Computer security experts posit that the recent upswing in fast-spreading virus epidemics is the apex of a long-gestating trend as the skills and daring of virus programmers increased, while the quality of software security decreased. A rise in virus activity at this time of year is often attributed to college students on summer break who are out to make a name for themselves, but Ken Dunham of iDefense says the motivation of virus authors is changing: No longer content with notoriety, some programmers are writing malicious code to be used for ID theft, financial scams, or to make political statements. MessageLabs CTO Mark Sunner thinks that profit may be one of the motives behind the Sobig.F worm, which installs a Trojan horse program that spammers could use to distribute their spam from infected machines. Fred B. Schneider of Cornell University's Information Assurance Institute warns that even more insidious viruses may be on the horizon. "There's nothing stopping someone from taking Blaster or Sobig.F and making it delete all your files or change software on your computer so it no longer works," he explains. But even more helpful to virus writers is the prevalence of poorly designed software, which results from a lack of thorough testing and vendors' eagerness to add bells and whistles. But though companies such as Microsoft hope to address this problem by slowing down software development, there is a trade-off: Schneider observes that more secure software is harder to use. Analysts also note that building more security into software could add to consumer costs, and slow the pace of technological innovation. Technology adviser David Sklar predicts that, should a "software Chernobyl" take place, "We'll start putting up more walls, and thinking that computers should have the same level of reliability we demand from food or cars or fire-retardant pajamas."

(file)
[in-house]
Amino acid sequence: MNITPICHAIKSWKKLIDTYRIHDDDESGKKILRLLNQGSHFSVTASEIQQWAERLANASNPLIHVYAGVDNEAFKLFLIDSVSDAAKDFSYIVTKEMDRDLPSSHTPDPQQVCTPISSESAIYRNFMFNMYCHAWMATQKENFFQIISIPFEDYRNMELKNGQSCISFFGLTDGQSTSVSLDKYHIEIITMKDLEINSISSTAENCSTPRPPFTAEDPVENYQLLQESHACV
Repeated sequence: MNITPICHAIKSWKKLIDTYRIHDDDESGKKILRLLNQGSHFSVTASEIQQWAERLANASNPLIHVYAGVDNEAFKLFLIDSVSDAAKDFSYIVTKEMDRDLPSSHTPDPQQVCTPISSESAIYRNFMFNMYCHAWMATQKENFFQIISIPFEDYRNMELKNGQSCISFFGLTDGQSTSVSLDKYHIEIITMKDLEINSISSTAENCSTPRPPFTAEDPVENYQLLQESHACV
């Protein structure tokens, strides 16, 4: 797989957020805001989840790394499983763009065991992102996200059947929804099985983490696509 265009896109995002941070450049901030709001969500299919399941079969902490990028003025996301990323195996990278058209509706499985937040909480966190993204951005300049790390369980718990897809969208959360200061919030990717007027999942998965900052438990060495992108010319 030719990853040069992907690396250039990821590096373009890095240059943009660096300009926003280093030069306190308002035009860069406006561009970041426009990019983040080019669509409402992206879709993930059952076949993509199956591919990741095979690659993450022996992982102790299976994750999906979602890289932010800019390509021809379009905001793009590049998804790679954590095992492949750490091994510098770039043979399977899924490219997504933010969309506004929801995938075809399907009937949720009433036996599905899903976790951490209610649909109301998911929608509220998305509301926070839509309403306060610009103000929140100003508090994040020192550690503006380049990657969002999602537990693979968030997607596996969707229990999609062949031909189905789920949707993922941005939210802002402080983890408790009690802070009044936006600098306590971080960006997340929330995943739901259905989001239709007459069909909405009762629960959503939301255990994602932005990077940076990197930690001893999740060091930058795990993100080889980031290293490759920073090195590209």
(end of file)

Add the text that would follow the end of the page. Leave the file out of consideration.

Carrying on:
Click Here to View Full Article

  • "The Global State of Supercomputers"
    CNet (08/21/03); Kanellos, Michael

    Supercomputing projects are proceeding apace, partly thanks to NEC's Earth Simulator, which currently owns the title of the world's fastest supercomputer. Designed to model climate, the Earth Simulator takes up three floors and is comprised of 5,120 custom-made processors, 10 TB of memory, 640 TB of disk storage capacity, and a 1.5 petabyte ancillary storage system. Other supercomputing efforts aim to dramatically shrink the cost and size of supercomputers while raising performance to new levels. Cray is working on Red Storm, a machine for the U.S. Energy Department that holds 10,368 Opteron processors and features single- rather than multi-processor computing nodes in order to reduce costs, according to hardware architect Robert Alverson. Cray is also investigating whether Red Storm could be expanded to contain 30,000 processors. Meanwhile, Sun Microsystems has won $50 million in funding from the Defense Advanced Research Projects Agency to develop a supercomputer that can hold 100,000 customized processors and fit inside a room, explains Sun laboratory director Jim Mitchell. The size reduction could be made possible by the processors, which rely on asynchronous logic and are thus less power-consumptive than current chips.

  • "The Quiet War Over Open-Source"
    Washington Post (08/21/03) P. E1; Krim, Jonathan

    The general public is oblivious to a fierce battle being waged amongst companies, technologists, academics, and government officials over the place of open-source software in the world of intellectual property. This acrimonious debate flared recently at the World Intellectual Property Organization (WIPO) after an official, Francis Gurry, suggested hosting a meeting about alternative licenses for open-source products to developing nations. The proposal first came from a letter signed by almost 60 technology and economic experts, organized by James Love of the Consumer Project on Technology. After the WIPO official was quoted in the journal Nature, software trade groups acted quickly to bring political pressure on WIPO, a group of about 180 nations that coordinates intellectual property issues worldwide. Business Software Alliance lobbyist Emery Simon said his group was not against open-source software per se, but that it necessarily had to defend the importance of strong intellectual property law; he added that Microsoft and the other large software vendors making up the BSA governing board unanimously opposed the idea of a WIPO open-source meeting. U.S. Patent and trademark Office international relations director Lois Boland said the proposal to loosen intellectual property value ran counter to the stated goals of WIPO and that another organization might be more suited to the meeting. WIPO says it no longer intends any such conference. Open-source advocates say that traditional intellectual property right rules need to be altered to accommodate the growing open-source movement, which they believe will one day provide a new way of sharing technology and art, as well as conducting commerce.
    Click Here to View Full Article